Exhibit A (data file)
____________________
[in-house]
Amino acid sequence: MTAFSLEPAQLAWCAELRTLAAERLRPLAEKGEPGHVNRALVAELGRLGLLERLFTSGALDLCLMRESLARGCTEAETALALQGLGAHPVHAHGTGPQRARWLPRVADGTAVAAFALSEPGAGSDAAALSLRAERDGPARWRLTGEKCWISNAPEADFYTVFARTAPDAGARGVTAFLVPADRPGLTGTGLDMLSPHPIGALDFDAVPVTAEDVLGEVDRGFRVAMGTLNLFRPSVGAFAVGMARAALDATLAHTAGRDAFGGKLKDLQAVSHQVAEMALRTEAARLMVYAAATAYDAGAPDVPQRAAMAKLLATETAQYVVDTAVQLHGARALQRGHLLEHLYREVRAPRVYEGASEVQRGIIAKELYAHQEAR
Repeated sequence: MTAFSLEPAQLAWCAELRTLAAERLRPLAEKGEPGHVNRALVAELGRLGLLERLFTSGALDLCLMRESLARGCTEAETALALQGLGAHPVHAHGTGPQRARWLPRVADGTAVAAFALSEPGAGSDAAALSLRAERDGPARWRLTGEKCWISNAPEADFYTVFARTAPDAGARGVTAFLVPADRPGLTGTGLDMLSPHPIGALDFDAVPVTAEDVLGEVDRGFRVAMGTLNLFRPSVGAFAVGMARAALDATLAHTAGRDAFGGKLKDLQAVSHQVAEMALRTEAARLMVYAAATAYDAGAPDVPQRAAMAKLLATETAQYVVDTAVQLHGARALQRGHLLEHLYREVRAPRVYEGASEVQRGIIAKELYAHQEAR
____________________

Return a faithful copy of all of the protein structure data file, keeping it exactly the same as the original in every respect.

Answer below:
[in-house]
Amino acid sequence: MTAFSLEPAQLAWCAELRTLAAERLRPLAEKGEPGHVNRALVAELGRLGLLERLFTSGALDLCLMRESLARGCTEAETALALQGLGAHPVHAHGTGPQRARWLPRVADGTAVAAFALSEPGAGSDAAALSLRAERDGPARWRLTGEKCWISNAPEADFYTVFARTAPDAGARGVTAFLVPADRPGLTGTGLDMLSPHPIGALDFDAVPVTAEDVLGEVDRGFRVAMGTLNLFRPSVGAFAVGMARAALDATLAHTAGRDAFGGKLKDLQAVSHQVAEMALRTEAARLMVYAAATAYDAGAPDVPQRAAMAKLLATETAQYVVDTAVQLHGARALQRGHLLEHLYREVRAPRVYEGASEVQRGIIAKELYAHQEAR
Repeated sequence: MTAFSLEPAQLAWCAELRTLAAERLRPLAEKGEPGHVNRALVAELGRLGLLERLFTSGALDLCLMRESLARGCTEAETALALQGLGAHPVHAHGTGPQRARWLPRVADGTAVAAFALSEPGAGSDAAALSLRAERDGPARWRLTGEKCWISNAPEADFYTVFARTAPDAGARGVTAFLVPADRPGLTGTGLDMLSPHPIGALDFDAVPVTAEDVLGEVDRGFRVAMGTLNLFRPSVGAFAVGMARAALDATLAHTAGRDAFGGKLKDLQAVSHQVAEMALRTEAARLMVYAAATAYDAGAPDVPQRAAMAKLLATETAQYVVDTAVQLHGARALQRGHLLEHLYREVRAPRVYEGASEVQRGIIAKELYAHQEAR